Fri. Feb 23rd, 2024

Oxygen could be injected into bodies of water where it disappears, scientists say.

Reviving the dead zone of the Gulf of St. Lawrence

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The hypoxic zone, or dead zone, in the Gulf of St. Lawrence now reaches 9,000 square kilometers.

Radio-Canada

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The oxygen created during Green hydrogen production could slow the expansion of the Gulf of St. Lawrence “dead zone,” according to a new study by Canadian scientists.

A dead zone, or hypoxic zone, is created when there is no more oxygen, or not enough, in deep water.

These dead zones — which exist elsewhere in the world, such as the Gulf of Mexico and the Baltic Sea — threaten marine life that requires oxygen and reduces l habitat of species that move, making them more vulnerable to their predators.

In 2003, the dead zone of the Gulf of St. Lawrence was d& #x27;an area of ​​1,300 kilometers. Twenty later, it is 9,000 square kilometers.

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The Gulf of St. Lawrence seen from the North Shore. (Archive photo)

Hydrogen is a technology that is popular as a solution for decarbonizing industries or transport. It is a green alternative when fueled with electricity from 100% renewable sources.

Green hydrogen is made when hydrogen and oxygen in water molecules are separated using an electric current, a process called electrolysis.

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Doug Wallace, a chemical oceanographer at Dalhousie University in Halifax, believes it would be possible to recover this oxygen obtained during the electrolysis of water and inject it into the marine bodies in a state of #x27;hypoxia, these famous dead zones, which appear in particular due to climate change.

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Chemical oceanographer and researcher Doug Wallace is a professor at Dalhousie University in Halifax. (File photo)

The amount of oxygen obtained as a byproduct of the generation of hydrogen by electrolysis of water would be more than sufficient, according to our calculations, to compensate for the annual loss of oxygen which has been occurring for several years, Professor Wallace said.

He proposed this solution in a study carried out with colleagues from Dalhousie and McGill University and published in December 2023.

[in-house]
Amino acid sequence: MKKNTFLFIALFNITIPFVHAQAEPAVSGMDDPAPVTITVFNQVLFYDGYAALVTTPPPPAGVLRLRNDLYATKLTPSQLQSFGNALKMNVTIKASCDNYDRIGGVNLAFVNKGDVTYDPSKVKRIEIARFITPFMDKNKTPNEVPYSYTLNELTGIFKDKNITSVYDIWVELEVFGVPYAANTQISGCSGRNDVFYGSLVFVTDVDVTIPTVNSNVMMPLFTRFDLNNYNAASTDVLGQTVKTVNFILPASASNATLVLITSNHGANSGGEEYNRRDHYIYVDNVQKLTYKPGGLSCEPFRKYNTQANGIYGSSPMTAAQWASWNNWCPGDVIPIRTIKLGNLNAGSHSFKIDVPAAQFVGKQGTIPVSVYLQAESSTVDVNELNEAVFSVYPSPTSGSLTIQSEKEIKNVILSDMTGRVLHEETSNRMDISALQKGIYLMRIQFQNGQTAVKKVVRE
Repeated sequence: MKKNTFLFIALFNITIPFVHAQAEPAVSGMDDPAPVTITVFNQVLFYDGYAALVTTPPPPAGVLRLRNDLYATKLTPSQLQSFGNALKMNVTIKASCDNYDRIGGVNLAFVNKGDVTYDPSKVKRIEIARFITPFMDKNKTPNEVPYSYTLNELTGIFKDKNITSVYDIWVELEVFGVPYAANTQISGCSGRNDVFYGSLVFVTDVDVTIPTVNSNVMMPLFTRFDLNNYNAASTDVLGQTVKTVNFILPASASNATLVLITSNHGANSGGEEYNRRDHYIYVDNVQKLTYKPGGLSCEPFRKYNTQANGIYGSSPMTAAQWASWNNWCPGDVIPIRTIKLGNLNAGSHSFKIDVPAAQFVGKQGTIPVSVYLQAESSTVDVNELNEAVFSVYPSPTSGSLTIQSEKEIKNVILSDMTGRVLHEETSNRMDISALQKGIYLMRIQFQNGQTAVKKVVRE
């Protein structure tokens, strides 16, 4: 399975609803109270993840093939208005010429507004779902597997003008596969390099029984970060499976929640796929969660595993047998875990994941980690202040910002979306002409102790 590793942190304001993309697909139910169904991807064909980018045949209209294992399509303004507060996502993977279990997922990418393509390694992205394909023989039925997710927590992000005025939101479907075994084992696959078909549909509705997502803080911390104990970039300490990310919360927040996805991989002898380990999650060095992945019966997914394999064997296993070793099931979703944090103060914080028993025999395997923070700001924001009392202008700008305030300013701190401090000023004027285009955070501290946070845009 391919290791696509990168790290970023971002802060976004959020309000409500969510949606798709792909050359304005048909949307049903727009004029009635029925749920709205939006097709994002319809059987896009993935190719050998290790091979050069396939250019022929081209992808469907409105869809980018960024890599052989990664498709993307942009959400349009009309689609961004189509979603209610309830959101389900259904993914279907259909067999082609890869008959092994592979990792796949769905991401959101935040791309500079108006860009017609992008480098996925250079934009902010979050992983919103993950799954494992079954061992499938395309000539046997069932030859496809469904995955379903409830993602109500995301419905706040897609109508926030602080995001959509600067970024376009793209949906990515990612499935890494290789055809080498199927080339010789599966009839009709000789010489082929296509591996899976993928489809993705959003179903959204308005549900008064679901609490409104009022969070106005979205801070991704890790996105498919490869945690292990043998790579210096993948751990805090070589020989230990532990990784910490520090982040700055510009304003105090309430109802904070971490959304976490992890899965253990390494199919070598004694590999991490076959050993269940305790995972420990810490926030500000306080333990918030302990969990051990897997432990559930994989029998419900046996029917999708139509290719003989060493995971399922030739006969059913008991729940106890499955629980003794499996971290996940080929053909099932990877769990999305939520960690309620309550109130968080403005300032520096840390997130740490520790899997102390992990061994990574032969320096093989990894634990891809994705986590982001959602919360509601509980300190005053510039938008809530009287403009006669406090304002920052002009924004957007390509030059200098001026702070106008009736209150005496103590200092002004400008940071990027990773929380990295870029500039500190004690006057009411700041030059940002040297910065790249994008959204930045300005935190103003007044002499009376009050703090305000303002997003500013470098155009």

In October 2021, 130 kilometers off the coast of Stephenville, Newfoundland, scientists injected, 250 meters deep into Cabot Strait, an inert gas moving like dissolved oxygen, in order to follow its trace.

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German Chancellor Olaf Scholz and Justin Trudeau visit a green industries fair August 23, 2022 in Stephenville, Newfoundland and Labrador. Canada and Germany signed an agreement on hydrogen production during this visit.

This experiment, funded by the Canadian Network for Forecasting, Intervention and Observation of the Marine Environment and the Réseau Québec maritime, allowed researchers to observe how the gas was moved and mixed with waters within a year. They concluded that oxygen injected into the Gulf of St. Lawrence would take 18 to 48 months to reach the dead zones.

It There are still questions to be resolved on the feasibility of such a large-scale process and on the financing of the operation. We will also need to better understand the impacts of this approach on the environment.

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Doug Wallace believes that the Bedford Basin, in Halifax, would be an excellent place to test this method. (Archive photo)

I believe the risks are minimal, but they need to be planned for and studied, notes oceanographer Doug Wallace.

Researchers nevertheless believe that it is a solution to be explored in an attempt to resolve one of the greatest dangers threatening the Gulf of St. Lawrence.

Doug Wallace suggests that Bedford Basin in Halifax serve as a testing ground. In recent years, some deep water areas have periodically become hypoxic.

Several aspects, particularly on marine life and the feasibility of different methods of injection, could be tested in a small basin like Bedford, he said.

According to information from < /em>Paul WithersofCBC

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